“Have you ever watched a baby learning to walk? He totters, arms stretched out to balance himself. He wobbles – and falls, perhaps bumps his nose. Then he puts the palms of his little hands flat on the floor, hikes his rear end up, looks around to see if anybody is watching him. If nobody is, usually he doesn’t bother to cry, just precariously balances himself – and tries again. Well, the baby can teach us. What you’ve undertaken…isn’t a state of perfection to be arrived at all of the sudden. It’s a WALK, and a walk isn’t static but ever-changing. We Friends say that all discouragement is from an evil source and can only end in more evil. Wallowing in self-condemnation or feeling sorry for yourself is worse than falling on your face in the first place. . . So thee is human.”
― Catherine Marshall, Christy
I teach children as young as seven months old how to swim and survive water accidents. I have learned a lot from teaching these children. I particularly cherish the lessons they’ve taught me about pride: how it’s built, how it helps, and how it hinders growth.
Babies don’t know much about pride. When learning something new babies know about: comfort and discomfort; frustration and curiosity; trial and error; success and failure; happiness, anger, and fear too. Pride is not a big part of the equation, yet. This is why they succeed at learning so many new things, at the same time, so quickly. At the youngest age it’s parental and teacher reaction to a baby’s efforts and results that teaches a child about pride, or it’s counterpart shame.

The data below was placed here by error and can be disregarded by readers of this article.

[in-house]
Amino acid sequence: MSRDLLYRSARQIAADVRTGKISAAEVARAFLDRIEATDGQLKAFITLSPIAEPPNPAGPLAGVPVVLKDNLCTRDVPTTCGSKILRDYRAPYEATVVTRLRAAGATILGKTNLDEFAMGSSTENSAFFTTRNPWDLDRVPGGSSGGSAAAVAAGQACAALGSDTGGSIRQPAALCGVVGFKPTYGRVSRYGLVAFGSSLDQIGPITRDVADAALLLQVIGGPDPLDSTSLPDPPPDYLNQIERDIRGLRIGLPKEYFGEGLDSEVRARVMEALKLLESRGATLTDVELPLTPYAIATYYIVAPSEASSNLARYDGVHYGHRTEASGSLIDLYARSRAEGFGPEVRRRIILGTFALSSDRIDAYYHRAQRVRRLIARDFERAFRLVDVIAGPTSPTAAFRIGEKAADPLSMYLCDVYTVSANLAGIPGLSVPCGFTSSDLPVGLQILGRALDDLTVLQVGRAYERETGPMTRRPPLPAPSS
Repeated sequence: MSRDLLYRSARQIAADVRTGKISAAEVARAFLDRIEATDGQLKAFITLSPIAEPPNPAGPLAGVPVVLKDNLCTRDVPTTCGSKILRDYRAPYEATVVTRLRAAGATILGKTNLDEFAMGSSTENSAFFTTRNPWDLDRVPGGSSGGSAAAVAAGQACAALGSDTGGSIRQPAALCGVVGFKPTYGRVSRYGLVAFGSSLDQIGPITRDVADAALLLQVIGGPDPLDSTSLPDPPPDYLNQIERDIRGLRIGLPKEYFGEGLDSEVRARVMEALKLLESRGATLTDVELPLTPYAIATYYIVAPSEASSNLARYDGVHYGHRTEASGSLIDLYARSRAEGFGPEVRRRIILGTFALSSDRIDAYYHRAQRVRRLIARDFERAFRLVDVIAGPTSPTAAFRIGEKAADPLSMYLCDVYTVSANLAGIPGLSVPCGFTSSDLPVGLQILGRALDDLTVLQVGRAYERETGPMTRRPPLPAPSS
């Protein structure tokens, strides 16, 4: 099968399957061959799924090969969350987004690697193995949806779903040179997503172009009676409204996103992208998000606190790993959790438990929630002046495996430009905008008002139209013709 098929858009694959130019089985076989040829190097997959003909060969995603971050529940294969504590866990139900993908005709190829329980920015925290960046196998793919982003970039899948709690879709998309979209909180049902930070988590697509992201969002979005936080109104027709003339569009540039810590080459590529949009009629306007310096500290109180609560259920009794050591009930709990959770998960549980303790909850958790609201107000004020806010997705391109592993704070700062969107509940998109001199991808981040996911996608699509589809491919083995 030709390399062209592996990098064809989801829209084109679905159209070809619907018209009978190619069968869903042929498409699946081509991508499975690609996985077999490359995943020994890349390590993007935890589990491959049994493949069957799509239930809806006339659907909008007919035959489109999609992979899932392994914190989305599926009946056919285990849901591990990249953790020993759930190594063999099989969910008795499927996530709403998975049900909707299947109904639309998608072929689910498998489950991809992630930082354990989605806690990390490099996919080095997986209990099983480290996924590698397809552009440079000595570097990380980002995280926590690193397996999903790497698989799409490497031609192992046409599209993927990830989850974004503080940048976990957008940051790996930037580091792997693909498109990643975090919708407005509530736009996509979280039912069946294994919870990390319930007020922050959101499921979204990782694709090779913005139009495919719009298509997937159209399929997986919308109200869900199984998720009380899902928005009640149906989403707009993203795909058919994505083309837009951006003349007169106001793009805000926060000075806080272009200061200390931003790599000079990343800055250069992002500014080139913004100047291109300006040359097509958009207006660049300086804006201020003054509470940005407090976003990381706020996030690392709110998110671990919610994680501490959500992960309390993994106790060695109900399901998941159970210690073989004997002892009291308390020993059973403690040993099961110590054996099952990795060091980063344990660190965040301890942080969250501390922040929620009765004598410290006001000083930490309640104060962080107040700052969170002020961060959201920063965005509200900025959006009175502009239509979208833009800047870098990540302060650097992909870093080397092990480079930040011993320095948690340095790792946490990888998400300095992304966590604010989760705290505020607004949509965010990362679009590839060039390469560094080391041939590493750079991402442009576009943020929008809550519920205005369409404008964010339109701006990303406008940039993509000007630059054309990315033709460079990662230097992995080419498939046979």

Pride is a double edged sword. It can push us to great heights and it can save us from ruin. Or, it can inflate our ego and make us believe we are indestructible, irrefutable and irreproachable.
As we are building the foundation of our success, if we’re not watchful, pride can turn into a stumbling block. Pride can blind the path forward with confusion, by convincing us that all success equals righteousness, every failure equals shame, discomfort is bad, and frustration will always hurt or never end, and standing alone means you’re doing it wrong.
Life can be uncomfortable and unfair at the same time you are doing the right thing at the right time –it’s ok for it to be that way.
I know an elementary school principal who keeps a sign in her office that says: “If you’re not squirming, you’re not learning.”
So, do what you love. Listen to others. Think about what you hear. Or, just think about your own stuff. Try some of it, maybe. Learn what you can. Use what works for you. Leave what doesn’t. When others try to hurt you let it slide past –it’s not about you, it’s about them. Cheer for yourself and cheer for others too, even when things are going poorly, because we’re all out there working and learning, that actually means something!
And don’t take any of it too seriously, just breathe deep and keep trying.